Monday, April 17, 2017 - 3:30pm
Another amazing week at the Pole—not only was the detector performing well but the twilight photographs continued to be stunning. IceCube winterover Martin captured another great time-lapse shot of a NOAA weather balloon launch along with some striking images of the station and the IceCube Lab.
Friday, April 7, 2017 - 12:30pm
The sun has set, they’ve held their traditional sunset dinner, and yet … it’s still light outside. Well, that’s twilight. Even after the sun falls below the horizon, the scattering of light in the upper atmosphere illuminates the lower atmosphere and the Earth’s surface.
Thursday, March 30, 2017 - 10:30am
This photo at sunset is a picture that paints a thousand words, reminding us that the South Pole is technically a desert. The windswept snow forms into sastrugi, or sharp, irregular grooves and ridges on the hard snow surface. They can create interesting shapes and take on strange appearances, sometimes looking a bit like waves crashing to shore.
Monday, March 27, 2017 - 10:45am
Pull up a chair—sunset at the South Pole takes weeks, not hours. And why is that? Because the Earth’s rotational axis is tilted, the poles gradually proceed from full exposure to full shadow (and back again) as the Earth travels around the sun.
Friday, March 24, 2017 - 12:00pm
The fourth edition of the IceCube Masterclass hosted over 200 students at 14 institutions in Belgium, Denmark, Germany, and the US. Stony Brook University, which joined the masterclass program for the first time, had a full program for women. The positive interaction with scientists is again one of the things that students value most from this program. The masterclasses were held on March 8, 11 and 22.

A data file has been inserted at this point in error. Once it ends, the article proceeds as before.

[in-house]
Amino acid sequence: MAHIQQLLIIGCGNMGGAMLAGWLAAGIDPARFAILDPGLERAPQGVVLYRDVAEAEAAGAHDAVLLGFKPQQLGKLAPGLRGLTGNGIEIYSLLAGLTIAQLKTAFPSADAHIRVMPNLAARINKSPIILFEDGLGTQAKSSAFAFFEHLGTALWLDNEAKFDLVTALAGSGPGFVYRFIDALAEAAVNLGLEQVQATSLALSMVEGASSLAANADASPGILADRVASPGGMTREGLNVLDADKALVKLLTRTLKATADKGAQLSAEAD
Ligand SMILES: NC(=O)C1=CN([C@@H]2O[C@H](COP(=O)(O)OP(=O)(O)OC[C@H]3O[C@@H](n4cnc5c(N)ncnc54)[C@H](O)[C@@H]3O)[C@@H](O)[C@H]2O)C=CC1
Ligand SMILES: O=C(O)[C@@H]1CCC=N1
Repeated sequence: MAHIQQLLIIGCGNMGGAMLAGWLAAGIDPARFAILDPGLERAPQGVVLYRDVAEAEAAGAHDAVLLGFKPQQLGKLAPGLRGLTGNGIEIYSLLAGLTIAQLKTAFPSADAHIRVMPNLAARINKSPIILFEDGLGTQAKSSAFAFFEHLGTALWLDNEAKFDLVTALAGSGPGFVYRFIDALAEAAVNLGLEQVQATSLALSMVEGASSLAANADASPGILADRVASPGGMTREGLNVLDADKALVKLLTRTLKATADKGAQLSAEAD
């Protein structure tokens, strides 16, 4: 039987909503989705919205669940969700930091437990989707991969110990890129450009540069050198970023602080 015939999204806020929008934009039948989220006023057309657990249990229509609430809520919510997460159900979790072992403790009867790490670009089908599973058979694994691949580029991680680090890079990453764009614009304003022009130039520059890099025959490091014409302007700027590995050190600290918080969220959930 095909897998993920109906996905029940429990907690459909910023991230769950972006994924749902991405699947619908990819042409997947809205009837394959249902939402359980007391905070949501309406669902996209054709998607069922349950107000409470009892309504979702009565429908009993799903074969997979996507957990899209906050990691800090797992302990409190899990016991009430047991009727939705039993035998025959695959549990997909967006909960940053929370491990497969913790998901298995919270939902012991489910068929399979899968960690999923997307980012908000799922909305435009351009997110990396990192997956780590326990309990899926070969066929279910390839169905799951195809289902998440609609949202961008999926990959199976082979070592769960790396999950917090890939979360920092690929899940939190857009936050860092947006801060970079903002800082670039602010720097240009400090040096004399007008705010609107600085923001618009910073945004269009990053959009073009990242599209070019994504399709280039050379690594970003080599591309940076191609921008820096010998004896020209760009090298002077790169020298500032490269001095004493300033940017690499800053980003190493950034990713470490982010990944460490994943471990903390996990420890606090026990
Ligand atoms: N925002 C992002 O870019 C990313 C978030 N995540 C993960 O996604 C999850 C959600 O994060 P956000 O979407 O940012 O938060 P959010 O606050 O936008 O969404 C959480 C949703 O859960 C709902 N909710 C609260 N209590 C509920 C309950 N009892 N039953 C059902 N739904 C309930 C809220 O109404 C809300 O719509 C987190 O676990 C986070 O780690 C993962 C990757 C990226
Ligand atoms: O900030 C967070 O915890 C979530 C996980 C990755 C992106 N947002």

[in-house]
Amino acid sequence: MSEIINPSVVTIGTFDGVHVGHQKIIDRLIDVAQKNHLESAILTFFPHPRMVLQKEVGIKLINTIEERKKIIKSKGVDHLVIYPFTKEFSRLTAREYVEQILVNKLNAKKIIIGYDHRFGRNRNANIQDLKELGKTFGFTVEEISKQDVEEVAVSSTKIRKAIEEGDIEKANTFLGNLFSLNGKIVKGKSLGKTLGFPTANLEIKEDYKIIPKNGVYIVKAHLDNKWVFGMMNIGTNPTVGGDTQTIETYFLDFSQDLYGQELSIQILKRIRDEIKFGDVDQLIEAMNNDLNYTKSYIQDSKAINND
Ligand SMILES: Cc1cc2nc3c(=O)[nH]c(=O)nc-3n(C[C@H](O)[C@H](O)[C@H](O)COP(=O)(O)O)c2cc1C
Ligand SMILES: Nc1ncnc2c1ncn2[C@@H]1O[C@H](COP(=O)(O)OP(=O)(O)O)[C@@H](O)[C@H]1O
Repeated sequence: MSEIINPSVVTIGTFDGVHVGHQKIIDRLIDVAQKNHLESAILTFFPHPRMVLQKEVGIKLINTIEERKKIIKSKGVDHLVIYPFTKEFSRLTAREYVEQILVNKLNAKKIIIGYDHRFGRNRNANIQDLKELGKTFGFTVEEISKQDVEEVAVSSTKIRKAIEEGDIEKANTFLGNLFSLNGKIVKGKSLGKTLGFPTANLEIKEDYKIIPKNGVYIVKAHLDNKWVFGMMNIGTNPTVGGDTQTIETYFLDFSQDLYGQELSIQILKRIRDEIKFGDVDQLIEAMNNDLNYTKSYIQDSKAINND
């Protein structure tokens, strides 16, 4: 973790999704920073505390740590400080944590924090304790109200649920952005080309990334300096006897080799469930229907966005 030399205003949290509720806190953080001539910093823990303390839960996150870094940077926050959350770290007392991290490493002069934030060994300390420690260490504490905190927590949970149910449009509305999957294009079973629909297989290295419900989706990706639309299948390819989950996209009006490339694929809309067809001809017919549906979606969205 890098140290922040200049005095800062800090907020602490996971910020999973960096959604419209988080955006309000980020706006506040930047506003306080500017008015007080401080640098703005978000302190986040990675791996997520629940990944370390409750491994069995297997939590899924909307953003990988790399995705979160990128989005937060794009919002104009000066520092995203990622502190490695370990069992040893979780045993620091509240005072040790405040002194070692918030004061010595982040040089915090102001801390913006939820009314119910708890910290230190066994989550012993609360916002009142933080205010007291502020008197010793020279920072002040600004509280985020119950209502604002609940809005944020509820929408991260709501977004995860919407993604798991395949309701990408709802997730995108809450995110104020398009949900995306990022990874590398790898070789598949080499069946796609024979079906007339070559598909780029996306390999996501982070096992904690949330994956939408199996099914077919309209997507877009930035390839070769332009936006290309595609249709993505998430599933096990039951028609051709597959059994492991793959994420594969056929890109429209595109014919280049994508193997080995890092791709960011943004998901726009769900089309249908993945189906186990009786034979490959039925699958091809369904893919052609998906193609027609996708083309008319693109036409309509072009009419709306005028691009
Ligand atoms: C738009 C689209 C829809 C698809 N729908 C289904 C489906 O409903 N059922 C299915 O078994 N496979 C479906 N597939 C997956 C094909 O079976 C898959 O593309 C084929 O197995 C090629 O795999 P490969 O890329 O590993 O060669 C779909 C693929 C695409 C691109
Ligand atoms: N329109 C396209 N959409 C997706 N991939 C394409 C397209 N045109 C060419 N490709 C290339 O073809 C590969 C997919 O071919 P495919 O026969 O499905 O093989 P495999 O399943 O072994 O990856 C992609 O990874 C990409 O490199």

Friday, March 17, 2017 - 12:15pm
A tree grows at the South Pole. Well, not really. It’s not an actual tree (rather, a sculpture made of copper), and it’s definitely not growing. But it looks like a tree—great photo!
Tuesday, March 14, 2017 - 3:30pm
Up until almost the last minute, the summer activities at the Pole kept the IceCube crew busy. This summer, a dozen IceCube researchers and staff, from eight institutions and six countries, spent some time at the Admundsen-Scott South Pole Station to perform maintenance and operations for IceCube and help prepare for a future deployment of the Askaryan Radio Array (ARA) detector. A PolarTREC teacher, Kate Miller, also traveled to the Pole to join the team, contributing to an extensive educational and outreach program that is still in progress. Caption
Friday, March 10, 2017 - 12:30pm
It was rather overcast last week. In fact, in this photo of the IceCube Lab (ICL), it’s almost hard to tell where the snowy landscape ends and the cloudy sky begins. This view of the ICL is from the vantage point of the geographic South Pole.
Tuesday, March 7, 2017 - 1:45pm
Last Friday, over 150 Spanish speakers came out for a science night in Spanish at the planetarium of the Madison Metropolitan School District (MMSD). The evening, hosted by the planetarium and WIPAC through the program “El Universo es Tuyo,” offered an appealing program: a planetarium show about the moon, activities with IceCube, science books in Spanish from the Madison Public Library, and several hands-on activities to learn about moon craters and eclipses run by UW Space Place and MEChA of UW–Madison. There were even some refreshments, through the generous support of Rocky Roccoco, Chocolate Shoppe Ice Cream, Woodman’s Markets, and Pick ’n Save.
Tuesday, March 7, 2017 - 10:00am
Another week, another sun dog. This nice photo taken of sun dogs at the Pole also shows off a blue sky, some low-lying clouds, and the South Pole Telescope far off to the left.